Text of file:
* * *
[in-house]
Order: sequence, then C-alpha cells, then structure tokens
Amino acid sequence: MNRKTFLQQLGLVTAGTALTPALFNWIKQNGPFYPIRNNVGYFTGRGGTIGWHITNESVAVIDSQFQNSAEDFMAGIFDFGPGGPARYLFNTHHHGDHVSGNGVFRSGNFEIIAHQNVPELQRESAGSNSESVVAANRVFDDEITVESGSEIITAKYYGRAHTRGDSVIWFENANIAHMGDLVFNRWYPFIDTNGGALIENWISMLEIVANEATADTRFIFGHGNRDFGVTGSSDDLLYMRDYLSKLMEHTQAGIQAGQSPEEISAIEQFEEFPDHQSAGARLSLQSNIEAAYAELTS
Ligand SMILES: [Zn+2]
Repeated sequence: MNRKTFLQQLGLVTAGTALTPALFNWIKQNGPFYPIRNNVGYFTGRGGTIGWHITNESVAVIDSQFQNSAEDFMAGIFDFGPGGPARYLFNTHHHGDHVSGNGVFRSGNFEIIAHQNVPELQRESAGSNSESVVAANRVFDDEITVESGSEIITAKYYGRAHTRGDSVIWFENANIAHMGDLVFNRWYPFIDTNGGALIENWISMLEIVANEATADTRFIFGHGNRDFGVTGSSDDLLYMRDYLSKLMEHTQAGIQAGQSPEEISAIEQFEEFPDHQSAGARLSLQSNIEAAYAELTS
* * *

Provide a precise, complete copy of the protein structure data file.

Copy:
[in-house]
Order: sequence, then C-alpha cells, then structure tokens
Amino acid sequence: MNRKTFLQQLGLVTAGTALTPALFNWIKQNGPFYPIRNNVGYFTGRGGTIGWHITNESVAVIDSQFQNSAEDFMAGIFDFGPGGPARYLFNTHHHGDHVSGNGVFRSGNFEIIAHQNVPELQRESAGSNSESVVAANRVFDDEITVESGSEIITAKYYGRAHTRGDSVIWFENANIAHMGDLVFNRWYPFIDTNGGALIENWISMLEIVANEATADTRFIFGHGNRDFGVTGSSDDLLYMRDYLSKLMEHTQAGIQAGQSPEEISAIEQFEEFPDHQSAGARLSLQSNIEAAYAELTS
Ligand SMILES: [Zn+2]
Repeated sequence: MNRKTFLQQLGLVTAGTALTPALFNWIKQNGPFYPIRNNVGYFTGRGGTIGWHITNESVAVIDSQFQNSAEDFMAGIFDFGPGGPARYLFNTHHHGDHVSGNGVFRSGNFEIIAHQNVPELQRESAGSNSESVVAANRVFDDEITVESGSEIITAKYYGRAHTRGDSVIWFENANIAHMGDLVFNRWYPFIDTNGGALIENWISMLEIVANEATADTRFIFGHGNRDFGVTGSSDDLLYMRDYLSKLMEHTQAGIQAGQSPEEISAIEQFEEFPDHQSAGARLSLQSNIEAAYAELTS